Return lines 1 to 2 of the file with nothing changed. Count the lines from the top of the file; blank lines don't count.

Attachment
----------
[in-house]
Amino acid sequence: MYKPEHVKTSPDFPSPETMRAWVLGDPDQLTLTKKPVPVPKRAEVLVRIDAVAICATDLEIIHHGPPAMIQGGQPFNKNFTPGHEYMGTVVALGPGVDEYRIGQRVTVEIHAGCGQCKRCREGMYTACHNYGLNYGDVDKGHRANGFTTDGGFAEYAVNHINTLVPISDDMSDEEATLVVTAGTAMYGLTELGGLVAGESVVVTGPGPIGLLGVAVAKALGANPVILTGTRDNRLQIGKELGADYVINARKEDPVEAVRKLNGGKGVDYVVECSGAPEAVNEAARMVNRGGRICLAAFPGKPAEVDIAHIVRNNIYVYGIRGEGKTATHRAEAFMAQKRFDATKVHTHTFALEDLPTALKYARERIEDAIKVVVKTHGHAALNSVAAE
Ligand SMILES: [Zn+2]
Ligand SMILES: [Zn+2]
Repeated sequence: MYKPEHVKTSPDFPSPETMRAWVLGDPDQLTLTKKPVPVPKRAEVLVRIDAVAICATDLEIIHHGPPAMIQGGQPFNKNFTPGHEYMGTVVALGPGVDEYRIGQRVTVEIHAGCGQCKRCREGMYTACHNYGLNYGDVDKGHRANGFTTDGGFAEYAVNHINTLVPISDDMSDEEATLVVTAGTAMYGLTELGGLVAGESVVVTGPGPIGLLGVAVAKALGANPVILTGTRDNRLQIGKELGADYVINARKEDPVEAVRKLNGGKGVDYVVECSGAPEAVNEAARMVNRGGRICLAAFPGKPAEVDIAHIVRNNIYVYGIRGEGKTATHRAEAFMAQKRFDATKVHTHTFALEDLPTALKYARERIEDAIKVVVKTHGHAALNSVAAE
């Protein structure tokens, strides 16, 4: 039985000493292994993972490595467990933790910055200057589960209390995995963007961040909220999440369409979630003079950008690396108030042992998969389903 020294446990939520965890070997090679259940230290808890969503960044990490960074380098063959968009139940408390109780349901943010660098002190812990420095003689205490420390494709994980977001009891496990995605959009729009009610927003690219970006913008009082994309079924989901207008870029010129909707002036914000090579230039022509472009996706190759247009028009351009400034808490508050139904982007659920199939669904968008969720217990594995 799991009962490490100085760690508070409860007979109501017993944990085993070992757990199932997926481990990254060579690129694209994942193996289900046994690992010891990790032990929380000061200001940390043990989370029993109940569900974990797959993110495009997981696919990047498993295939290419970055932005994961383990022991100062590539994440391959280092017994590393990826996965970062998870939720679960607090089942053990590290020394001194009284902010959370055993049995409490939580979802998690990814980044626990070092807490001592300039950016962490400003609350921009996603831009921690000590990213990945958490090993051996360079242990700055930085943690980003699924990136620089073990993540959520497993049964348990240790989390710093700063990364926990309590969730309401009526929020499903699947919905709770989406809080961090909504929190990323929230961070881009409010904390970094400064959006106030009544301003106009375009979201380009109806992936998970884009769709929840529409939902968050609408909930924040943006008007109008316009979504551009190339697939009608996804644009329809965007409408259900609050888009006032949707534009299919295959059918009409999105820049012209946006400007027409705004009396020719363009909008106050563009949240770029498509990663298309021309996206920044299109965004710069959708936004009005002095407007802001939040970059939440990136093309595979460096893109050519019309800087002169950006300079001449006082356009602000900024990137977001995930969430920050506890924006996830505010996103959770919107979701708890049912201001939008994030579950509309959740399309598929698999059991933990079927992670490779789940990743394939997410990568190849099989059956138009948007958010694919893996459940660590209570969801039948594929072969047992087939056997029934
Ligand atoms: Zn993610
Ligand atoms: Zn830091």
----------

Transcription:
[in-house]
Amino acid sequence: MYKPEHVKTSPDFPSPETMRAWVLGDPDQLTLTKKPVPVPKRAEVLVRIDAVAICATDLEIIHHGPPAMIQGGQPFNKNFTPGHEYMGTVVALGPGVDEYRIGQRVTVEIHAGCGQCKRCREGMYTACHNYGLNYGDVDKGHRANGFTTDGGFAEYAVNHINTLVPISDDMSDEEATLVVTAGTAMYGLTELGGLVAGESVVVTGPGPIGLLGVAVAKALGANPVILTGTRDNRLQIGKELGADYVINARKEDPVEAVRKLNGGKGVDYVVECSGAPEAVNEAARMVNRGGRICLAAFPGKPAEVDIAHIVRNNIYVYGIRGEGKTATHRAEAFMAQKRFDATKVHTHTFALEDLPTALKYARERIEDAIKVVVKTHGHAALNSVAAE